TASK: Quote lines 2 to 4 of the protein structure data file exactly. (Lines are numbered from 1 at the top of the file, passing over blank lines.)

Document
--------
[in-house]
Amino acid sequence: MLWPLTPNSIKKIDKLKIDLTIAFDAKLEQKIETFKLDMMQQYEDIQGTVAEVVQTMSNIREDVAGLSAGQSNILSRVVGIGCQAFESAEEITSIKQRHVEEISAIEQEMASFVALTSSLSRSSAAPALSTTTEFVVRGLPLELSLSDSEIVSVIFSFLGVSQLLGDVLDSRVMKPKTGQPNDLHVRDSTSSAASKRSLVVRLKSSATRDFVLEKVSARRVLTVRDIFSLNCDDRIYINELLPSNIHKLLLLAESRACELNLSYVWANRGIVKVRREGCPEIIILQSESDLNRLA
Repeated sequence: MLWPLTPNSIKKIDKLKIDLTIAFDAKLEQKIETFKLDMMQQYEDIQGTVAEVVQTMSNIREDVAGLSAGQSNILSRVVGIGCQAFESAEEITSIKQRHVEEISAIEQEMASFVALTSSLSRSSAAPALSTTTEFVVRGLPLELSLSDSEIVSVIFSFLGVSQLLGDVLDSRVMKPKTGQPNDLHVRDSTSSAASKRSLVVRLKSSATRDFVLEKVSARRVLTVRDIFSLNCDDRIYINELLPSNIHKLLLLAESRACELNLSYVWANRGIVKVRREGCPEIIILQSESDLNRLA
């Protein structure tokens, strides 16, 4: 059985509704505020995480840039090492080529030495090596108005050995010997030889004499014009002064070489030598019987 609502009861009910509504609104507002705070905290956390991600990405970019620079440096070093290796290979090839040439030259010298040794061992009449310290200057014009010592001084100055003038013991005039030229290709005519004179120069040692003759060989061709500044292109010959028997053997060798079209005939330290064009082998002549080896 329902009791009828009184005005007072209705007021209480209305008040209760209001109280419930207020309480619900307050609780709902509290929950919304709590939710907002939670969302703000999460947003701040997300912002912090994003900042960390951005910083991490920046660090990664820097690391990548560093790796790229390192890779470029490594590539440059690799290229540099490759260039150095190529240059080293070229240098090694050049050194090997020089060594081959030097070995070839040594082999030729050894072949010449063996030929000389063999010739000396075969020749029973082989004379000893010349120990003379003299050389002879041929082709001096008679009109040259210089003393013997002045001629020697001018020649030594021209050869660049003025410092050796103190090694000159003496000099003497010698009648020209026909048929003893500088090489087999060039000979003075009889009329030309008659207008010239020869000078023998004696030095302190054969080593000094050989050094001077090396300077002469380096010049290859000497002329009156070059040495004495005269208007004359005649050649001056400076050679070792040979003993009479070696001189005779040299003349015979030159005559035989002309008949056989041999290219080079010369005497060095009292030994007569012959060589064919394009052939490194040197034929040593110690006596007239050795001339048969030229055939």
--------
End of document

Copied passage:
Amino acid sequence: MLWPLTPNSIKKIDKLKIDLTIAFDAKLEQKIETFKLDMMQQYEDIQGTVAEVVQTMSNIREDVAGLSAGQSNILSRVVGIGCQAFESAEEITSIKQRHVEEISAIEQEMASFVALTSSLSRSSAAPALSTTTEFVVRGLPLELSLSDSEIVSVIFSFLGVSQLLGDVLDSRVMKPKTGQPNDLHVRDSTSSAASKRSLVVRLKSSATRDFVLEKVSARRVLTVRDIFSLNCDDRIYINELLPSNIHKLLLLAESRACELNLSYVWANRGIVKVRREGCPEIIILQSESDLNRLA
Repeated sequence: MLWPLTPNSIKKIDKLKIDLTIAFDAKLEQKIETFKLDMMQQYEDIQGTVAEVVQTMSNIREDVAGLSAGQSNILSRVVGIGCQAFESAEEITSIKQRHVEEISAIEQEMASFVALTSSLSRSSAAPALSTTTEFVVRGLPLELSLSDSEIVSVIFSFLGVSQLLGDVLDSRVMKPKTGQPNDLHVRDSTSSAASKRSLVVRLKSSATRDFVLEKVSARRVLTVRDIFSLNCDDRIYINELLPSNIHKLLLLAESRACELNLSYVWANRGIVKVRREGCPEIIILQSESDLNRLA
């Protein structure tokens, strides 16, 4: 059985509704505020995480840039090492080529030495090596108005050995010997030889004499014009002064070489030598019987 609502009861009910509504609104507002705070905290956390991600990405970019620079440096070093290796290979090839040439030259010298040794061992009449310290200057014009010592001084100055003038013991005039030229290709005519004179120069040692003759060989061709500044292109010959028997053997060798079209005939330290064009082998002549080896 329902009791009828009184005005007072209705007021209480209305008040209760209001109280419930207020309480619900307050609780709902509290929950919304709590939710907002939670969302703000999460947003701040997300912002912090994003900042960390951005910083991490920046660090990664820097690391990548560093790796790229390192890779470029490594590539440059690799290229540099490759260039150095190529240059080293070229240098090694050049050194090997020089060594081959030097070995070839040594082999030729050894072949010449063996030929000389063999010739000396075969020749029973082989004379000893010349120990003379003299050389002879041929082709001096008679009109040259210089003393013997002045001629020697001018020649030594021209050869660049003025410092050796103190090694000159003496000099003497010698009648020209026909048929003893500088090489087999060039000979003075009889009329030309008659207008010239020869000078023998004696030095302190054969080593000094050989050094001077090396300077002469380096010049290859000497002329009156070059040495004495005269208007004359005649050649001056400076050679070792040979003993009479070696001189005779040299003349015979030159005559035989002309008949056989041999290219080079010369005497060095009292030994007569012959060589064919394009052939490194040197034929040593110690006596007239050795001339048969030229055939």